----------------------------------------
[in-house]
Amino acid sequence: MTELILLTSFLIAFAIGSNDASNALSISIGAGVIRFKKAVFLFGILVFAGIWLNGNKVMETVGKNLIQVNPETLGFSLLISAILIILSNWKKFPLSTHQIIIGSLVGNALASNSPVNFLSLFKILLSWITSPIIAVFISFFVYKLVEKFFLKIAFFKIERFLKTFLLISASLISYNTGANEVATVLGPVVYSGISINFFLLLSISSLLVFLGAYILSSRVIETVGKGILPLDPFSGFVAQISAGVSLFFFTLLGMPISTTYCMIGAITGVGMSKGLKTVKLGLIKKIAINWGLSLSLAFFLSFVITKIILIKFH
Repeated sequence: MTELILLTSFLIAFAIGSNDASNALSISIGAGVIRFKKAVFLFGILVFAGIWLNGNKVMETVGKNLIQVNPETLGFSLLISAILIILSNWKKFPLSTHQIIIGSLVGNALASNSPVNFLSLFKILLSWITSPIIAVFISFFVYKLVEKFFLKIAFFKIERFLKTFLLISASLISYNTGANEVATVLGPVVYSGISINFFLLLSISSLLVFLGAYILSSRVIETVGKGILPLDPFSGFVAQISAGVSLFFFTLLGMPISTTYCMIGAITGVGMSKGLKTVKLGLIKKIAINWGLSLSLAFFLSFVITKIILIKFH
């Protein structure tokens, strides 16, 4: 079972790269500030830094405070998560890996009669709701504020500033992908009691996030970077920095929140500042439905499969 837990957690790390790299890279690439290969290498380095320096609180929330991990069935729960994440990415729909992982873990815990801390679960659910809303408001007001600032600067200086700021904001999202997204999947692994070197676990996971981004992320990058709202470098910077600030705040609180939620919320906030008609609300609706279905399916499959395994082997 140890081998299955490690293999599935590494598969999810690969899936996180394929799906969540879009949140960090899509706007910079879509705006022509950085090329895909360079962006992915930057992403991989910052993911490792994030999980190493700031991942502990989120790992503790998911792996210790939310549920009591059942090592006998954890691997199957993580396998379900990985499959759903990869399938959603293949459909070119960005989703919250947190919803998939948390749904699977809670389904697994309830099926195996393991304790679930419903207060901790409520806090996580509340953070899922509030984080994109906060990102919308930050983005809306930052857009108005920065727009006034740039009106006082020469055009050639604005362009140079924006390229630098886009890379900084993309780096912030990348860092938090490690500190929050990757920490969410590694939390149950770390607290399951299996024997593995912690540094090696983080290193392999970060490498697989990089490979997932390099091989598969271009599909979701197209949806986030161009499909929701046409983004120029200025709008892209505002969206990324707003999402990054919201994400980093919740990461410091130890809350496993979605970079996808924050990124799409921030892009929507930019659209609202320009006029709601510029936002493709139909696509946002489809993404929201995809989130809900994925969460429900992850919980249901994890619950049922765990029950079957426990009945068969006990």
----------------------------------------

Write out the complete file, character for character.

[in-house]
Amino acid sequence: MTELILLTSFLIAFAIGSNDASNALSISIGAGVIRFKKAVFLFGILVFAGIWLNGNKVMETVGKNLIQVNPETLGFSLLISAILIILSNWKKFPLSTHQIIIGSLVGNALASNSPVNFLSLFKILLSWITSPIIAVFISFFVYKLVEKFFLKIAFFKIERFLKTFLLISASLISYNTGANEVATVLGPVVYSGISINFFLLLSISSLLVFLGAYILSSRVIETVGKGILPLDPFSGFVAQISAGVSLFFFTLLGMPISTTYCMIGAITGVGMSKGLKTVKLGLIKKIAINWGLSLSLAFFLSFVITKIILIKFH
Repeated sequence: MTELILLTSFLIAFAIGSNDASNALSISIGAGVIRFKKAVFLFGILVFAGIWLNGNKVMETVGKNLIQVNPETLGFSLLISAILIILSNWKKFPLSTHQIIIGSLVGNALASNSPVNFLSLFKILLSWITSPIIAVFISFFVYKLVEKFFLKIAFFKIERFLKTFLLISASLISYNTGANEVATVLGPVVYSGISINFFLLLSISSLLVFLGAYILSSRVIETVGKGILPLDPFSGFVAQISAGVSLFFFTLLGMPISTTYCMIGAITGVGMSKGLKTVKLGLIKKIAINWGLSLSLAFFLSFVITKIILIKFH
């Protein structure tokens, strides 16, 4: 079972790269500030830094405070998560890996009669709701504020500033992908009691996030970077920095929140500042439905499969 837990957690790390790299890279690439290969290498380095320096609180929330991990069935729960994440990415729909992982873990815990801390679960659910809303408001007001600032600067200086700021904001999202997204999947692994070197676990996971981004992320990058709202470098910077600030705040609180939620919320906030008609609300609706279905399916499959395994082997 140890081998299955490690293999599935590494598969999810690969899936996180394929799906969540879009949140960090899509706007910079879509705006022509950085090329895909360079962006992915930057992403991989910052993911490792994030999980190493700031991942502990989120790992503790998911792996210790939310549920009591059942090592006998954890691997199957993580396998379900990985499959759903990869399938959603293949459909070119960005989703919250947190919803998939948390749904699977809670389904697994309830099926195996393991304790679930419903207060901790409520806090996580509340953070899922509030984080994109906060990102919308930050983005809306930052857009108005920065727009006034740039009106006082020469055009050639604005362009140079924006390229630098886009890379900084993309780096912030990348860092938090490690500190929050990757920490969410590694939390149950770390607290399951299996024997593995912690540094090696983080290193392999970060490498697989990089490979997932390099091989598969271009599909979701197209949806986030161009499909929701046409983004120029200025709008892209505002969206990324707003999402990054919201994400980093919740990461410091130890809350496993979605970079996808924050990124799409921030892009929507930019659209609202320009006029709601510029936002493709139909696509946002489809993404929201995809989130809900994925969460429900992850919980249901994890619950049922765990029950079957426990009945068969006990």